I have a bet on with several people. Fifty euro that we’ll have a vaccine by September. Maybe October. Autumn, certainly. Listen, what harm did gormless optimism ever do anyone?
A consumer alert: Primula cheese tubes recall. This stuff is handy for cheat sauces, so I am well supplied. I find they expired eight months ago and would have killed me long before the new problem surfaced. That was a thing I was going to do in the lockdown: check the BBF dates on everything. Fail.
Yet all the international pages are now throwing up their hands in wonder at opinion polls showing Mr Biden, despite Mr Trump’s campaign mocking him for “hiding in the basement” during the pandemic, overtaking the president and then some.
The Democrats should not be allowed to believe that they achieved this. They didn’t. Even Joe Biden didn’t. They impeached Trump badly, kept attacking him for the things his voters like about him and communicated little other than sententious confirmations of pre-existing prejudices. They didn’t explore what might actually work to bring Trump down.
Mocking the president would have worked; they didn’t mock him. Making him ridiculous would have worked; they didn’t do that, either. Pointing out that almost everyone who works for him then writes a book saying he’s an innattentive gobshite — that would have worked. But that’s just another thing they didn’t do.
Then along came a bunch of people who did it for them. An entity which, in attacking Trump, did everything right. A fifth column within the Republicans called The Lincoln Project. The Lincoln Project is made up of smart Republicans who want Trump gone before he does any more damage to the GOP. People like George Conway, husband of Trump’s Kelly Conway. Just in case you’ve missed the marital phenomenon that is the Conways, the essentials are that he’s a lawyer with a sense of humour and she’s an advisor to Trump without one. Loyalty, yes. Logic and humour, no.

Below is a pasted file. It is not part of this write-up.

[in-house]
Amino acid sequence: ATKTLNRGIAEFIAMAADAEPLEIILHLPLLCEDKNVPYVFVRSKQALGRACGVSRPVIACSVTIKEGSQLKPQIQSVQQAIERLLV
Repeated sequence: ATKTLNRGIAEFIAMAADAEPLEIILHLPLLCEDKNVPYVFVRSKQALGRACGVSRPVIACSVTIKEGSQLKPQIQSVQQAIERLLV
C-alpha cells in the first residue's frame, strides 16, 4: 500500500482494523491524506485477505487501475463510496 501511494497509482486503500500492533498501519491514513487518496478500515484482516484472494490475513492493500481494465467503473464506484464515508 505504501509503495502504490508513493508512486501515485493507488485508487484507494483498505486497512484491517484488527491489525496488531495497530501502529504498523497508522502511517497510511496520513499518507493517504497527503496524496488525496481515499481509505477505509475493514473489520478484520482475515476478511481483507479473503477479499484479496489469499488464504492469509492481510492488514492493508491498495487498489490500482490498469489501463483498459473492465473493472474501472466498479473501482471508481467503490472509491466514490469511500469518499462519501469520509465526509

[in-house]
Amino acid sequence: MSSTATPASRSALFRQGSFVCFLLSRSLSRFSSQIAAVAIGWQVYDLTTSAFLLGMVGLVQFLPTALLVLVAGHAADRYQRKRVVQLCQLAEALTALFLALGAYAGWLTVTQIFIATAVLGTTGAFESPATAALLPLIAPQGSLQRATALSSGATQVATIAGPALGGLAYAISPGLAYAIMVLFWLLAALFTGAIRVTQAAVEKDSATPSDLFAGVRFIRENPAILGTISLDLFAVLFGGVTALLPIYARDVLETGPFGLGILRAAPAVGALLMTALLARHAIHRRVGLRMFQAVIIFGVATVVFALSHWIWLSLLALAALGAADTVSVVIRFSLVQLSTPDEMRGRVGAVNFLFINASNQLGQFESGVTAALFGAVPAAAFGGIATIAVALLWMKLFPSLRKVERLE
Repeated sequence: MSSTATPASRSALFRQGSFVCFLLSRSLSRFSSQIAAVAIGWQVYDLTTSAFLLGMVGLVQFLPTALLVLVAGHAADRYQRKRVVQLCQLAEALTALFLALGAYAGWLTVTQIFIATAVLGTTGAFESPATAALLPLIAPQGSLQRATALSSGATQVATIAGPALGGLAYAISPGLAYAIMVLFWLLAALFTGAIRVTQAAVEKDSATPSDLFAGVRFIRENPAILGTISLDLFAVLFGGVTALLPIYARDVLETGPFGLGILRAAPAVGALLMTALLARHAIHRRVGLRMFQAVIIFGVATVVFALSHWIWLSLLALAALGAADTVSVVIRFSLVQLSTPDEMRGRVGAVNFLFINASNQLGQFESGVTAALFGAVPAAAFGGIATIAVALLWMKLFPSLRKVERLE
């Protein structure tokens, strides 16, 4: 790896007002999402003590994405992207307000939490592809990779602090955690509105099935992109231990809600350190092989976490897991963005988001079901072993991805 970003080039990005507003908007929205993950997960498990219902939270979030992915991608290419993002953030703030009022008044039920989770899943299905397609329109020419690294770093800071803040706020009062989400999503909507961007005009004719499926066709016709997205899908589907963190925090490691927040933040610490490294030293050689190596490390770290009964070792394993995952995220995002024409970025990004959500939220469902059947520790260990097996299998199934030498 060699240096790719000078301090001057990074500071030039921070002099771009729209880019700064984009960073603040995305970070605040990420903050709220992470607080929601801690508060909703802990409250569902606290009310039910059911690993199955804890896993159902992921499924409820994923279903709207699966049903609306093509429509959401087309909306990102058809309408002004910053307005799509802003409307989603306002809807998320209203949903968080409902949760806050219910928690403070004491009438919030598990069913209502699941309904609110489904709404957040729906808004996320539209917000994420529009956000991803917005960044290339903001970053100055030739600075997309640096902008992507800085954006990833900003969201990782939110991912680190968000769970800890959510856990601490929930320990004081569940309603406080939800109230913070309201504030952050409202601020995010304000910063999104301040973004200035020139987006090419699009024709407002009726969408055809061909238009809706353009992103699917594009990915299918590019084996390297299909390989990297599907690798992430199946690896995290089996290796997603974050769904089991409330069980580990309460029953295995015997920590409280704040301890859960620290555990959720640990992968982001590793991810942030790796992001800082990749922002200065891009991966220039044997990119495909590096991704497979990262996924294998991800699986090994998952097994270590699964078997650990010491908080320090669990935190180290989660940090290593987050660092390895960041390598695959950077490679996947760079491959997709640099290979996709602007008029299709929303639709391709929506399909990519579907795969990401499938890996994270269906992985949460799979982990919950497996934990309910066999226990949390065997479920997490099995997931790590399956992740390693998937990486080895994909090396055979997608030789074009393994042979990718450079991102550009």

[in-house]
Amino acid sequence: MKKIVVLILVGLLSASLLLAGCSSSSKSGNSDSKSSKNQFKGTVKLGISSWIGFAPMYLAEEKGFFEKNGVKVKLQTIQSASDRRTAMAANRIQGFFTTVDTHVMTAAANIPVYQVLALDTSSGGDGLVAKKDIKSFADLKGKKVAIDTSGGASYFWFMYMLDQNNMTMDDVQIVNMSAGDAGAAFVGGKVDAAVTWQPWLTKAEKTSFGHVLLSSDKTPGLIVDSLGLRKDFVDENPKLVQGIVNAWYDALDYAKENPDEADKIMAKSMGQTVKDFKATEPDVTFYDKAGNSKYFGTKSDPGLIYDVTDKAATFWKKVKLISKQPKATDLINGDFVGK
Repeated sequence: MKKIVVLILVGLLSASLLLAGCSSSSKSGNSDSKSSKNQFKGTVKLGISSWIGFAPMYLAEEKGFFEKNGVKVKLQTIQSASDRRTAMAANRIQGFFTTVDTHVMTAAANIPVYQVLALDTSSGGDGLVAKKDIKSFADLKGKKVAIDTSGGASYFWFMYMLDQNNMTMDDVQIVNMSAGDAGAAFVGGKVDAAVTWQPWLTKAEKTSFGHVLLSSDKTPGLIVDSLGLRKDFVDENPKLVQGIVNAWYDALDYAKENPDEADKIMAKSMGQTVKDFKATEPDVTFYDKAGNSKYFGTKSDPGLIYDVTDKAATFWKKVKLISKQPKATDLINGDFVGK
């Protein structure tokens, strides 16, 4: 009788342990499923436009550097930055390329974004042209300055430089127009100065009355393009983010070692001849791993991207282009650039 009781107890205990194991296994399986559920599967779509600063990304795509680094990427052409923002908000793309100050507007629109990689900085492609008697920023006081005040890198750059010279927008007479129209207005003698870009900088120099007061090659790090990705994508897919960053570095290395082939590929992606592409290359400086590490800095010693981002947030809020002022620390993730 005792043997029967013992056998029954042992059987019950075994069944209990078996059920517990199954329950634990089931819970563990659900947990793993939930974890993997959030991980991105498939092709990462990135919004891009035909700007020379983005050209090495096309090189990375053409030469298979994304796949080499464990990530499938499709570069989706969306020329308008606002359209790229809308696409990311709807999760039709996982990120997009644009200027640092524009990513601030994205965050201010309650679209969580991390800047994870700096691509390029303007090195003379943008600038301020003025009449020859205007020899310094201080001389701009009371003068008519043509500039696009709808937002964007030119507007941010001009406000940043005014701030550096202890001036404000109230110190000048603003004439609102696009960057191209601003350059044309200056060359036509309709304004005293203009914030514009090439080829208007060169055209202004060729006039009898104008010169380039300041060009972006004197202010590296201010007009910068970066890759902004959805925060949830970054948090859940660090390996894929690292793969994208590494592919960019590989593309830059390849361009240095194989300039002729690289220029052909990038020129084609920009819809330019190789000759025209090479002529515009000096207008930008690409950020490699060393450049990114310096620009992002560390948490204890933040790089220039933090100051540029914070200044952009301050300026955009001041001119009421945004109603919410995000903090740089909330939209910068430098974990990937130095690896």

George Conway’s fellow travellers include political strategists, marketing experts, pollsters, and media consultants.
The Lincoln Project has produced a series of political TV advertisements attacking their own man that are as good as anything in that genre since the Democrat’s famous ad showing a child with a daisy, pulling the petals while counting, evoking the horror of a nuclear blast. That ad, from the sixties, aimed at knocking the hell out of Republican Barry Goldwater’s chances of the US presidency. It was hugely controversial at the time, infuriating as many people as it satisfied, provoking wild cries of “unfair” from Goldwater supporters and — as a direct result, dominating the news agenda and public conversation. Goldwater went down the tubes. Not just because of the ad, but the ad expedited his tube-travel.
The Lincoln Project people are doing the same to Trump, with the interesting difference that the “daisy” ad encapsulated the threat of possible future actions of a Goldwater presidency, whereas the Lincoln Project ads are more directly personal, portraying Trump as a lying fool who can’t walk or think straight. They show him as a president who does not care about Americans dying in their hundreds of thousands as a result of ridiculous faffing around on his part when it comes to containing Covid-19.